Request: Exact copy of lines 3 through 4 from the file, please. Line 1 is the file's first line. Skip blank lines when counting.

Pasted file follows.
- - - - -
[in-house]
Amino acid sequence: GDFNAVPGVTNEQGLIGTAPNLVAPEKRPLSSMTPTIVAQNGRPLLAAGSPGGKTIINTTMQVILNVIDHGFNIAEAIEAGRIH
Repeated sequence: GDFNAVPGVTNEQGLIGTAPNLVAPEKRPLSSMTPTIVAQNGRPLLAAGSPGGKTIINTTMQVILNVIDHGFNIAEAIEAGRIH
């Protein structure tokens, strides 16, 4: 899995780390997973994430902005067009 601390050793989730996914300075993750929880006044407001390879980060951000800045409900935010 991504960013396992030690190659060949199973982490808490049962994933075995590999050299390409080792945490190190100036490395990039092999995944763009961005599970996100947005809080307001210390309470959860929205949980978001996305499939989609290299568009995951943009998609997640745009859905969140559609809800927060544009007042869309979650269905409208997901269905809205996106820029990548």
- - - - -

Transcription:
Repeated sequence: GDFNAVPGVTNEQGLIGTAPNLVAPEKRPLSSMTPTIVAQNGRPLLAAGSPGGKTIINTTMQVILNVIDHGFNIAEAIEAGRIH
């Protein structure tokens, strides 16, 4: 899995780390997973994430902005067009 601390050793989730996914300075993750929880006044407001390879980060951000800045409900935010 991504960013396992030690190659060949199973982490808490049962994933075995590999050299390409080792945490190190100036490395990039092999995944763009961005599970996100947005809080307001210390309470959860929205949980978001996305499939989609290299568009995951943009998609997640745009859905969140559609809800927060544009007042869309979650269905409208997901269905809205996106820029990548």